Whether we like it or not, each of us lives in an on-demand world where most anything you want to know about can be quickly accessed. And while that has obvious advantages, the other side of that coin is that same information is streamlined and simplified sometimes to our detriment.
DSM-5 will be the fifth edition of the American Psychiatric Association's (APA) Diagnostic and Statistical Manual of Mental Disorders. The new manual is due for publication in May 2013. In its latest version a big change is coming to how doctors diagnose and ultimately treat those with alcohol abuse problems.
In what will now be a single condition in DSM-5, ‘alcohol use disorder’ will take the place of two previous conditions ‘alcohol abuse’ and ‘dependence.’ The former is used for not–so-severe problems such as binge drinking while in college, or other short-term alcohol issues. I would hazard a guess that most adults who consume alcoholic beverages have been guilty of abusing booze a time or two in their life, and most of us are not alcoholics. The more severe of the two, and the one where its victims really need help is the ‘dependence’ diagnosis which is more in-line with hard-core alcoholism. The new diagnosis does come with varying levels of severity, but that means that potentially beginning in May fewer numbers of severe cases will be brought to light.
The APA with their revised definition has obliterated the medical distinction between problem drinking and alcoholism. This will likely lead to two problems: The first is the ‘binge’ drinker who drinks at parties or with his/her friends to excess may be labeled as an alcoholic, a stigma that can last a lifetime. The second, and honestly more dangerous problem are those who are dependent upon alcohol, and have an actual physical addiction to booze; these patients may not receive the medical care best for them because of the graying lines. About 40 percent of college students engage in binge drinking frequently enough that they might qualify for the diagnosis – but a much smaller 5 percent of graduates are labeled as alcoholics after age 26. The numbers dwindle.
Led by Alexis Edwards of Virginia Commonwealth University, researchers studied more than 7,000 fraternal and identical twin, to see if the new simplified singular diagnosis in DSM-5 would alter alcohol-related diagnoses, compared to DSM-4. The subjects responded to questions about loss of control over drinking, trying and failing to cut down or quit, and hazardous behavior that doctors commonly use to define alcohol problems.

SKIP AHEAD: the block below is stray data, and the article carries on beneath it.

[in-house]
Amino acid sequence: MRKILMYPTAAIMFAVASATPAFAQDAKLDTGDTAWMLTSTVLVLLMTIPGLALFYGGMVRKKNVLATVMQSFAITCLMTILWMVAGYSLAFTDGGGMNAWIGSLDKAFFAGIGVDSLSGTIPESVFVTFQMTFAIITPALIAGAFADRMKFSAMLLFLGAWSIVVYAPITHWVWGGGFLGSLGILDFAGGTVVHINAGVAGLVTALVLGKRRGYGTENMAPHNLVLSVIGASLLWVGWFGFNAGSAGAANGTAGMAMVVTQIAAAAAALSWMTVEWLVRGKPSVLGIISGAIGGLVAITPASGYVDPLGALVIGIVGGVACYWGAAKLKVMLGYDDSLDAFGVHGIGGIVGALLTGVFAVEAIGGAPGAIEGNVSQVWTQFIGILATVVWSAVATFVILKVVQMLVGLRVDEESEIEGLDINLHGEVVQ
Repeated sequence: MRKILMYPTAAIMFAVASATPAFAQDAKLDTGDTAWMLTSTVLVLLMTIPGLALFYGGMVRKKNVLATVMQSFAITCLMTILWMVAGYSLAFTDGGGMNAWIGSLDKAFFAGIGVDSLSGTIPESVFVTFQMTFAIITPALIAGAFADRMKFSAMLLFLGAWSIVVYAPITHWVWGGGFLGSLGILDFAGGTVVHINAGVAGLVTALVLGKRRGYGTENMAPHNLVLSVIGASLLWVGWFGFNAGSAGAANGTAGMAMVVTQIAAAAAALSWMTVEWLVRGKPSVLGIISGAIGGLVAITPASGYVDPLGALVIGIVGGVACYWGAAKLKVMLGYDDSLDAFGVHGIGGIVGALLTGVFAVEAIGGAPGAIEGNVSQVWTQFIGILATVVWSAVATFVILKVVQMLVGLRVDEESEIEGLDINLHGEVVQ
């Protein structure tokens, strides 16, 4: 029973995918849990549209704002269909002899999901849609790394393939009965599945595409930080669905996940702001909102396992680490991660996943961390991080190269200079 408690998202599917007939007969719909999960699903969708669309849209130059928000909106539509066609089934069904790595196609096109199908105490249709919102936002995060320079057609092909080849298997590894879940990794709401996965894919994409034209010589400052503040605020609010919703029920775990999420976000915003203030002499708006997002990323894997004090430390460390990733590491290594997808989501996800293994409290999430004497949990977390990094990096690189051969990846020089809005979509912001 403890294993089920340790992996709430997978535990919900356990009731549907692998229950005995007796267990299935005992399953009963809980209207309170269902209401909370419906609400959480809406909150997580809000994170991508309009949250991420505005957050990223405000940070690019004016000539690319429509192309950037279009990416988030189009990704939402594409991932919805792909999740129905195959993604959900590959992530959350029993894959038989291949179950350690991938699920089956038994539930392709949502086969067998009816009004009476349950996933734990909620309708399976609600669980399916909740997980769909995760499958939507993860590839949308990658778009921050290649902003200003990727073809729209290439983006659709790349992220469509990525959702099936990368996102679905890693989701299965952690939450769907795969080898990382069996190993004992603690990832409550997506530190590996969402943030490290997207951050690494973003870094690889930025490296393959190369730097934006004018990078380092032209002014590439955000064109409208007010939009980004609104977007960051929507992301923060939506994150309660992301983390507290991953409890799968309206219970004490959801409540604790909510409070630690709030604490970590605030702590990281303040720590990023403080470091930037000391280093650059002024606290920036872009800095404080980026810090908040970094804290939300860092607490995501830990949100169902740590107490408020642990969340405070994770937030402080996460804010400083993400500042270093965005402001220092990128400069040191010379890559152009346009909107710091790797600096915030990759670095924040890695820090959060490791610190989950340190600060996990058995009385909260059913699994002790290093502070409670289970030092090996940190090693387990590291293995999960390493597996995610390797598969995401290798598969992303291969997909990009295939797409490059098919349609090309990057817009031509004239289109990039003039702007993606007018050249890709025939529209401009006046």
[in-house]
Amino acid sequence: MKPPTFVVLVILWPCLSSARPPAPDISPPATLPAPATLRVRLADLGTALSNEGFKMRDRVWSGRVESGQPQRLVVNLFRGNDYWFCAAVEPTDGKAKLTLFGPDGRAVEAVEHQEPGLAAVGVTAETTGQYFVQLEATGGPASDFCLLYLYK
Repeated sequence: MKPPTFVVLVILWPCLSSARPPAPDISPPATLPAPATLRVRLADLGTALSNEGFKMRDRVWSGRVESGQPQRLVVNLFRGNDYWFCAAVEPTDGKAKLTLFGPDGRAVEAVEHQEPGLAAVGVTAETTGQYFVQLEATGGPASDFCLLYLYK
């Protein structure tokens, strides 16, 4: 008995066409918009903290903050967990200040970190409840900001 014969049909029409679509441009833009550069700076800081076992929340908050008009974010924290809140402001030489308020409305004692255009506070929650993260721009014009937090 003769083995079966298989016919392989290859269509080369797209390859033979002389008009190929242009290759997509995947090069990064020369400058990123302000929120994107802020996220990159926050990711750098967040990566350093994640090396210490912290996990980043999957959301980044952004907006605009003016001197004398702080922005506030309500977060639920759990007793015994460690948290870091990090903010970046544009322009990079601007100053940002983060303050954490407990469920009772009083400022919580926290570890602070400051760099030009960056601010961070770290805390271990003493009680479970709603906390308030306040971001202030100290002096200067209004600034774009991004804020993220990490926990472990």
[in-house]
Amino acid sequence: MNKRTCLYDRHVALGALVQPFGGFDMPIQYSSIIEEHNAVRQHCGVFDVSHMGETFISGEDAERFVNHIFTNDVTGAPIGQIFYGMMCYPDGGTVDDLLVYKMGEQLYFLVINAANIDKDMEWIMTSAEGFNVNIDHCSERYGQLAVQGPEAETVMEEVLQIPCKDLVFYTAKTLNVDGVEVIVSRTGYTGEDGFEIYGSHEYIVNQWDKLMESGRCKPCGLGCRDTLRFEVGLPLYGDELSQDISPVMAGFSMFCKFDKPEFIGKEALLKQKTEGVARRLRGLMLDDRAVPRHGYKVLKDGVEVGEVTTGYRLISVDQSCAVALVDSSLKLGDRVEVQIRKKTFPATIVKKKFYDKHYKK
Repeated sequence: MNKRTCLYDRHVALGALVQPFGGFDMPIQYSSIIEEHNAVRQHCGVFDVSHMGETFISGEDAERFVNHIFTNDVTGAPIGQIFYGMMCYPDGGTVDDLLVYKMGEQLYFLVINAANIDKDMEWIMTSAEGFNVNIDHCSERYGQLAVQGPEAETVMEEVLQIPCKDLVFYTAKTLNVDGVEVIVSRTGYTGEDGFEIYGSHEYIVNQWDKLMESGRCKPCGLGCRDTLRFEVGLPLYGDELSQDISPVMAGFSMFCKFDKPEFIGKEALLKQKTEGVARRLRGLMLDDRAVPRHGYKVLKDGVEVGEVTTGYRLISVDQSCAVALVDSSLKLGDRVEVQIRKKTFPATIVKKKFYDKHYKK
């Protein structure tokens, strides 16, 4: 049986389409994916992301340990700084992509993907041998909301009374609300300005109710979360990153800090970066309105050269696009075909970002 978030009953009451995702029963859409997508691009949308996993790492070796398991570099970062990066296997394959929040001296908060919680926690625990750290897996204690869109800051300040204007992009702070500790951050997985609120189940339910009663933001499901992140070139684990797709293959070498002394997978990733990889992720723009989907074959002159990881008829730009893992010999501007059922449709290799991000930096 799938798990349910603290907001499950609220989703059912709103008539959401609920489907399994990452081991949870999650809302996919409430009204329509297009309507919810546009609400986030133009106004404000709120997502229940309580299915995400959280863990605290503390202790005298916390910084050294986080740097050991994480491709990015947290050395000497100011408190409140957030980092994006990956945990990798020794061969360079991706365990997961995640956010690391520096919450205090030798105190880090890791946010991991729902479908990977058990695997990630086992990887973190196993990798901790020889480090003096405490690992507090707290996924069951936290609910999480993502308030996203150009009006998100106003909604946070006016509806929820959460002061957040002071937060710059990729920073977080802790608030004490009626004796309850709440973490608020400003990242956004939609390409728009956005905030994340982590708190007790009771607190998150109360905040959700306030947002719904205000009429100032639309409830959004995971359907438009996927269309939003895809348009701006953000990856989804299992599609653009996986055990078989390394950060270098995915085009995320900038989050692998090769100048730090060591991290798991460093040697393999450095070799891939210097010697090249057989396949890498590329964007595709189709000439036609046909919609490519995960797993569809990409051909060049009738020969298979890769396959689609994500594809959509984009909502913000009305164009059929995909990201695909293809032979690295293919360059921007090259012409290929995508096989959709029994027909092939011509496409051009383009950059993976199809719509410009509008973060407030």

"It is not clear that the proposed diagnostic changes will result in a more accurate diagnosis," the study's authors write. "At best, one group of low severity cases will be replaced by another; at worst a group of individuals who exhibit more severe problems will be excluded from the DSM-5 diagnosis, while less severely affected individuals will meet diagnostic criteria."
In an earlier study it was found that the new criteria in DMS-5 would increase the number of people classified as having alcohol problems by nearly 62% over DSM-4. The new version will include more people with mild problems which were not seen as significant enough to warrant a psychiatric label in the past. These are the patients who could be labeled as alcoholics or suffering from alcoholism who, in reality only have a binge drinking problem.
When a broad brush is used to label a problem or anything for that matter - the individual can become lost in the shuffle. When that happens, there is less the treatment of an individual patient and more of a generic treatment plan.
It is lazy healthcare.
"Diagnoses made casually and based on insufficient evidence can stick with someone for life, causing needless stigma and affecting job and insurance opportunities long after the substance problem has resolved," Dr. Allen Frances, professor emeritus of psychiatry at Duke and former chair of the DSM-IV task force that wrote the earlier edition."Many young people who get into early trouble because of substance abuse never become dependent and shouldn't be lumped together with long term addicts."
In the United States there are currently 15 million people who are abusers of alcohol or dependent upon it. Alcohol is estimated to be the cause of death between 20 and 30 percent of the time in homicides, motor vehicle accidents and Epilepsy. Alcoholism is a very serious and dangerous addiction. If you or someone you love needs help please call Alcohol and Drug Abuse Hotline at 1-800-729-6686.